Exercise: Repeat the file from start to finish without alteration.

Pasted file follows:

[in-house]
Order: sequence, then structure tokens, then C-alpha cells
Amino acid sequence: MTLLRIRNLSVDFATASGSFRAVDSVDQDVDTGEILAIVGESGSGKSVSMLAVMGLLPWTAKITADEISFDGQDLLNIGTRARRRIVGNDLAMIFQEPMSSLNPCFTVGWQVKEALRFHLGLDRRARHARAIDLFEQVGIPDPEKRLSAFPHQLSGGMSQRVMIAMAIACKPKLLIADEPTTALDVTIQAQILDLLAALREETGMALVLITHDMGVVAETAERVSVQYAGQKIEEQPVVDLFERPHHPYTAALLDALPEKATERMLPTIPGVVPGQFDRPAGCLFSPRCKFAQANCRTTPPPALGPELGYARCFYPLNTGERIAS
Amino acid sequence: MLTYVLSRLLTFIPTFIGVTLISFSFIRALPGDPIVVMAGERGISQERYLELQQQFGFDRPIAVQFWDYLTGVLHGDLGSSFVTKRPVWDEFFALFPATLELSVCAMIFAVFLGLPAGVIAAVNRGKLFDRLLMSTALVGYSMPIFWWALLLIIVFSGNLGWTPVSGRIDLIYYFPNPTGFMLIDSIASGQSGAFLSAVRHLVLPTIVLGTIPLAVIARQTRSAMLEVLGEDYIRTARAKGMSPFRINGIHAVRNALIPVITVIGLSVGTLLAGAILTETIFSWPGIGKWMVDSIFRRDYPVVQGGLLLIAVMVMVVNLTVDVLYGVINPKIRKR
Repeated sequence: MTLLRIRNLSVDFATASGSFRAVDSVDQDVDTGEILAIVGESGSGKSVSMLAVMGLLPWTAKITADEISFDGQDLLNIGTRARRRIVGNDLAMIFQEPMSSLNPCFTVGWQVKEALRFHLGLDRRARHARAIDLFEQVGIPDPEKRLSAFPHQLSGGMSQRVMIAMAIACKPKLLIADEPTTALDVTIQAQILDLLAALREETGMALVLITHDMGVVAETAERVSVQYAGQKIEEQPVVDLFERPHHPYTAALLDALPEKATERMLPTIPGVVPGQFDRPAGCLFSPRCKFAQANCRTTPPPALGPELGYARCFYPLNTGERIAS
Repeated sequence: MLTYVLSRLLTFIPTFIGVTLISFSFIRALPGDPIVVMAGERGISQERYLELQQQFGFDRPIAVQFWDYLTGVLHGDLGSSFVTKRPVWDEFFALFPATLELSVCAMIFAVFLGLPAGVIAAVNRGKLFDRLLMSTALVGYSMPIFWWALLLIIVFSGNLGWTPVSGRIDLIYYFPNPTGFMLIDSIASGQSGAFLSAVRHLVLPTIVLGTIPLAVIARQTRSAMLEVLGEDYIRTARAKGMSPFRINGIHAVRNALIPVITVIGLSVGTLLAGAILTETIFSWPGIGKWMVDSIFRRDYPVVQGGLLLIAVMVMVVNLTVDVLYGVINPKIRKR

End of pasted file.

[in-house]
Order: sequence, then structure tokens, then C-alpha cells
Amino acid sequence: MTLLRIRNLSVDFATASGSFRAVDSVDQDVDTGEILAIVGESGSGKSVSMLAVMGLLPWTAKITADEISFDGQDLLNIGTRARRRIVGNDLAMIFQEPMSSLNPCFTVGWQVKEALRFHLGLDRRARHARAIDLFEQVGIPDPEKRLSAFPHQLSGGMSQRVMIAMAIACKPKLLIADEPTTALDVTIQAQILDLLAALREETGMALVLITHDMGVVAETAERVSVQYAGQKIEEQPVVDLFERPHHPYTAALLDALPEKATERMLPTIPGVVPGQFDRPAGCLFSPRCKFAQANCRTTPPPALGPELGYARCFYPLNTGERIAS
Amino acid sequence: MLTYVLSRLLTFIPTFIGVTLISFSFIRALPGDPIVVMAGERGISQERYLELQQQFGFDRPIAVQFWDYLTGVLHGDLGSSFVTKRPVWDEFFALFPATLELSVCAMIFAVFLGLPAGVIAAVNRGKLFDRLLMSTALVGYSMPIFWWALLLIIVFSGNLGWTPVSGRIDLIYYFPNPTGFMLIDSIASGQSGAFLSAVRHLVLPTIVLGTIPLAVIARQTRSAMLEVLGEDYIRTARAKGMSPFRINGIHAVRNALIPVITVIGLSVGTLLAGAILTETIFSWPGIGKWMVDSIFRRDYPVVQGGLLLIAVMVMVVNLTVDVLYGVINPKIRKR
Repeated sequence: MTLLRIRNLSVDFATASGSFRAVDSVDQDVDTGEILAIVGESGSGKSVSMLAVMGLLPWTAKITADEISFDGQDLLNIGTRARRRIVGNDLAMIFQEPMSSLNPCFTVGWQVKEALRFHLGLDRRARHARAIDLFEQVGIPDPEKRLSAFPHQLSGGMSQRVMIAMAIACKPKLLIADEPTTALDVTIQAQILDLLAALREETGMALVLITHDMGVVAETAERVSVQYAGQKIEEQPVVDLFERPHHPYTAALLDALPEKATERMLPTIPGVVPGQFDRPAGCLFSPRCKFAQANCRTTPPPALGPELGYARCFYPLNTGERIAS
Repeated sequence: MLTYVLSRLLTFIPTFIGVTLISFSFIRALPGDPIVVMAGERGISQERYLELQQQFGFDRPIAVQFWDYLTGVLHGDLGSSFVTKRPVWDEFFALFPATLELSVCAMIFAVFLGLPAGVIAAVNRGKLFDRLLMSTALVGYSMPIFWWALLLIIVFSGNLGWTPVSGRIDLIYYFPNPTGFMLIDSIASGQSGAFLSAVRHLVLPTIVLGTIPLAVIARQTRSAMLEVLGEDYIRTARAKGMSPFRINGIHAVRNALIPVITVIGLSVGTLLAGAILTETIFSWPGIGKWMVDSIFRRDYPVVQGGLLLIAVMVMVVNLTVDVLYGVINPKIRKR